Sunday, August 28, 2005

The Geographically Retarded (Part II)

This is the second part of a two part article.

Last week, I wrote about how the US education system is failing America's youth by not adequately teaching them geography. Today, I will talk about some of the reasons behind this, and some of the effects.

In the United States, they do teach a bit of geography and history, mostly focused within the US borders. They schools lump geography and history together into a class called "social studies", focusing mostly on memorizing facts: pointing out states and capitals on a map, memorizing the dates of historical events, etc. What is missing is the why factor - building an understanding of the historical context in which the events took place. American students learn how to regurgitate memorized facts, but do not learn how to critically analyze these facts.

Before anyone thinks I am suggesting that the US should emulate Canada's education system in this regard, let me point out that Canada's is only marginally better. In Canada, we do learn more about our southern neighbor (the US) than American children learn about Canada, but this is expected since Canada's history and economy are very much intertwined with those of the United States. Unfortunately, many Canadians wrongly view this as our system being significantly better, which it is not.

It is almost as if the US and Canadian school systems have a very low impression of the capabilities of their students. They figure, since the students are too stupid to be able to critically analyze facts and form an opinion, they'll present them a dumbed-down version of historical events, and spoon-feed them the opinions they should form about these events, and just ask them to repeat all this stuff at test time.

Unfortunately, this trend continues after students become adults. The mainstream US media seems to feel that the average American is incapable of critical analysis, so they dumb-down the story and feed it along with a presupposed opinion to their unsuspecting readers, almost like them saying, "Okay, guys, I know you're too dumb to figure this stuff out for yourself, so here are the basic facts, and here is your what your opinion of them should be." Is there any wonder why there is such a lack of controversy here in the US about some very complex and multifaceted situations going on in the world (the simmering Israeli/Palestinian conflict, the status of Taiwan, the disputed status of Kashmir, the confiscation of white-owned farms in Zimbabwe, etc.). Americans are presented one set of facts by the news media and, by using the same skills they learned in high school, they simply accept them as facts without questioning them.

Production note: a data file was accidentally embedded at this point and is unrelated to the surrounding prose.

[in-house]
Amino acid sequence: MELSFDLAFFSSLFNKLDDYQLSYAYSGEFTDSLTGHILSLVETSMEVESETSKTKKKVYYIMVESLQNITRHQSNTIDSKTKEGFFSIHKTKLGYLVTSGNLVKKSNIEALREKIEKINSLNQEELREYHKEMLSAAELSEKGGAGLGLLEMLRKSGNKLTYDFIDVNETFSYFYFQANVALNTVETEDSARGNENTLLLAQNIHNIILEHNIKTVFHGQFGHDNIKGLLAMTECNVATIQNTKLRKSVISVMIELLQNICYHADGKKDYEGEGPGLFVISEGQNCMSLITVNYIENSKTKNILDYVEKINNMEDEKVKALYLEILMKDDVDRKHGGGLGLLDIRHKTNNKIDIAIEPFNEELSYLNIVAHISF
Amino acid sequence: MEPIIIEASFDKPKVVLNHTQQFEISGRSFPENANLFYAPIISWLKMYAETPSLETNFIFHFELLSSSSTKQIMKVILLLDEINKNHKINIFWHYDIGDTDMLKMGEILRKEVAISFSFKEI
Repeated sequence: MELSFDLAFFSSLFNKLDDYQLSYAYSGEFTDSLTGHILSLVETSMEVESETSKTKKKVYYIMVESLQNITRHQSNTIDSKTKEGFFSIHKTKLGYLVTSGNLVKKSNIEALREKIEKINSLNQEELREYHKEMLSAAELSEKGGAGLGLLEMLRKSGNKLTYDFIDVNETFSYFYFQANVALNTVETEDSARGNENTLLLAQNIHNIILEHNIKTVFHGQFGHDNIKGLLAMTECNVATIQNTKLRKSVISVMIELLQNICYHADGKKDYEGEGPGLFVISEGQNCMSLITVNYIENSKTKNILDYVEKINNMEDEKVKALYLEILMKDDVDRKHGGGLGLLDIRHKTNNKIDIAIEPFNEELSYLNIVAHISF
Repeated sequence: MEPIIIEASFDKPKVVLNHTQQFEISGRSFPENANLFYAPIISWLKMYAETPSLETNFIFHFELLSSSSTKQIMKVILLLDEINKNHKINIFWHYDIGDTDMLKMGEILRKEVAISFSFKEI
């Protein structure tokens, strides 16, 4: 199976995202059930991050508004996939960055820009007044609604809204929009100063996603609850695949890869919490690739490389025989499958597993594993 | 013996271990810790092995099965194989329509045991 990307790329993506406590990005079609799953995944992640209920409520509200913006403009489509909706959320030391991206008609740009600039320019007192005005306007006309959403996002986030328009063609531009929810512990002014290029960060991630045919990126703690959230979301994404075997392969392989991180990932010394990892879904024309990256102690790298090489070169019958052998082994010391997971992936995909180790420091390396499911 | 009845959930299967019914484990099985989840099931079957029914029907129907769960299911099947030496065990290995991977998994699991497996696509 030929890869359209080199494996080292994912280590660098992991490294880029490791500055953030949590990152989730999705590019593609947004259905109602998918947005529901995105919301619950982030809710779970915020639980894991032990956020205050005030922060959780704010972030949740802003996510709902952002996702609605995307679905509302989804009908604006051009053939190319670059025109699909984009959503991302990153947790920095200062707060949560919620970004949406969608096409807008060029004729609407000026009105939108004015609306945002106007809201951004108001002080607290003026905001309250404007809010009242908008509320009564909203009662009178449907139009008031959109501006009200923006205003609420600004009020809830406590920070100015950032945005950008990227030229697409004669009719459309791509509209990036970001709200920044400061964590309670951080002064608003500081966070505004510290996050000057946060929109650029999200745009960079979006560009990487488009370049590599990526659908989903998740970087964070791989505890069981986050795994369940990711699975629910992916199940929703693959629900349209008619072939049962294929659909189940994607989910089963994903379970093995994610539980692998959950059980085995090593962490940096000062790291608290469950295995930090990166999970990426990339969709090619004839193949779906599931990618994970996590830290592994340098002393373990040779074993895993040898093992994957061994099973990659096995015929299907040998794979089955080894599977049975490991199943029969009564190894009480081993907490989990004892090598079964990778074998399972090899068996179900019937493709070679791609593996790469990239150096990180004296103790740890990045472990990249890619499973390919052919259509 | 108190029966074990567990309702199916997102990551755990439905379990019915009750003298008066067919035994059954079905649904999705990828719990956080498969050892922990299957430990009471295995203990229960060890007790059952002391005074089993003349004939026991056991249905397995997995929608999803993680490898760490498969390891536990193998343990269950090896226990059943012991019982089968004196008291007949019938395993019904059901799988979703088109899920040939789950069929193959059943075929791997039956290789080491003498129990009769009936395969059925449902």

One major problem spawned by this is stereotyping. Racial, ethnic, and religious stereotypes are rife here in America, and here are just a few common ones I've seen:
  • All Jews are cheap and selfish.
  • All Muslims are religious fanatics and terrorists.
  • All Mexicans are poor and uneducated people who will do any kind of schlep work nobody else wants to do.
  • All blacks are uneducated and lazy, and all black males are criminals.
  • Etc., etc., ad nauseum.

Of course, none of these stereotypes are true. Yes, there are some people in each of these ethnic groups who fit these stereotypes, but there are far more people who do not fit these stereotypes. However, in the simplified and dumbed-down world portrayed by the domestic news media, the picture painted of each of these ethnic groups is often consistent with these stereotypes, and thus all members of these groups are tarred by the same brush.

To fix this problem, we need to fix the way we teach geography and history in schools. Rather than emphasizing the memorization of dates and events, emphasis should be shifted to a critical analysis of these events, much like they do when they teach these subjects at the university level. Tests should consist of essay-type questions, where students should graded based on the originality of their analysis. This analytical approach should also be extended to include current events, with students asked to read the newspaper, pick an article once a week that they are interested in, and write a few paragraphs about it.

If we encourage our children to think independently and to critically analyze current events, they will grow up to be adults who think independently.